Postcolonial Bildungsroman's Retelling of History

April 24 Wednesday, 4:30pm | Oakley Center

“Postcolonial Bildungsroman’s Retelling of History”

Christopher Kloeble’s latest novel The Museum of the World begins with an introduction to the first-person narrator and primary protagonist, an orphan from Bombay called Bartholomew. He’s twelve years old and speaks almost as many languages. That is why, in the year 1854, he is hired as a translator by the brothers Schlagintweit from Germany who, with the support of Alexander von Humboldt and the East India Company, embark upon the greatest expedition of their time– an adventure that takes them across India and the Himalayas.

But Bartholomew is also pursuing his own agenda: he wants to establish the first museum of his remarkable, complex native land. And for this, he is willing to risk everything – even his life. Based on the true story of a huge undertaking by three Bavarian brothers The Museum of the World (HarperCollins India, 2022) is a fantastic adventure that will change the way we see the history of colonialism.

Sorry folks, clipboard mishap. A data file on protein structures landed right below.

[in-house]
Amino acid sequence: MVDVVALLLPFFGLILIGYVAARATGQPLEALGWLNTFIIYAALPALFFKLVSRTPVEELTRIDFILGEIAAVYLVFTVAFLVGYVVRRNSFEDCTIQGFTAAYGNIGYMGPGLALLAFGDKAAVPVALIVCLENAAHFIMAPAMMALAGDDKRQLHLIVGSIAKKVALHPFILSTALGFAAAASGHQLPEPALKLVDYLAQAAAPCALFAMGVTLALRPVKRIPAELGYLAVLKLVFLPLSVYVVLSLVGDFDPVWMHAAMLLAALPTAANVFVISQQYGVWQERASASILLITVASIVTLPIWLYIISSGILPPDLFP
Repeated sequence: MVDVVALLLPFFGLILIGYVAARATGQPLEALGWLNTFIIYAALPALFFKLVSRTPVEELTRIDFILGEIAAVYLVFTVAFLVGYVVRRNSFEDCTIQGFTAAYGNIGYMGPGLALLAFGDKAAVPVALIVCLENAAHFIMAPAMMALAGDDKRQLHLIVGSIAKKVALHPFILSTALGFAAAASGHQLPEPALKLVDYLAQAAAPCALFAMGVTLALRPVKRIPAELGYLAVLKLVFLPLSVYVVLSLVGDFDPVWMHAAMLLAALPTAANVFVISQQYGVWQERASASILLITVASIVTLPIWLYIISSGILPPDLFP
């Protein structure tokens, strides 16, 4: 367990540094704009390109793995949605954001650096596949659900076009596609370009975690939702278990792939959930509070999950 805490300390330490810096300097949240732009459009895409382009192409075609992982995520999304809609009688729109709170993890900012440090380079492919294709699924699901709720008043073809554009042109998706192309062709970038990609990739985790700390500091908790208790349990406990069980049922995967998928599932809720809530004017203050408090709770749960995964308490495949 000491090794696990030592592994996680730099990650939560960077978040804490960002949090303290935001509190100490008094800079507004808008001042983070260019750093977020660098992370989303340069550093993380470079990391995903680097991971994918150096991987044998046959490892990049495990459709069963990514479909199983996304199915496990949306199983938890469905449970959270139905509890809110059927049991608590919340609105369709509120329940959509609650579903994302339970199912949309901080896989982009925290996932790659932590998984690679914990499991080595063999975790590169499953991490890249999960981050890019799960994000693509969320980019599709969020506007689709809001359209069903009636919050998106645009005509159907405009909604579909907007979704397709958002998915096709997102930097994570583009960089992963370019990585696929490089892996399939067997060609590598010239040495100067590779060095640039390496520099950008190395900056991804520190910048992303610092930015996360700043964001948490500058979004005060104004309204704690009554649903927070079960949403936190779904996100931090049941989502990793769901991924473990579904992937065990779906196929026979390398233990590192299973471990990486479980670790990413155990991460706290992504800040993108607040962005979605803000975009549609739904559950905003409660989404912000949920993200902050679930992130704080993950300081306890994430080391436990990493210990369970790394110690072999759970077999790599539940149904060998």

Join us for a discussion with novelist and scriptwriter Christopher Kloeble in conversation with germanist Christophe Koné to discuss how The Museum of the World illustrates the genre of the “postcolonial Bildungsroman.”  What does this story of three German explorers in India told through the eyes of an Indian boy reveal about the dark side of German idealism and the sinister motive of the pursuit of Humboldtian science? How does the narration of this German expedition in India enrich our understanding of British colonialism?

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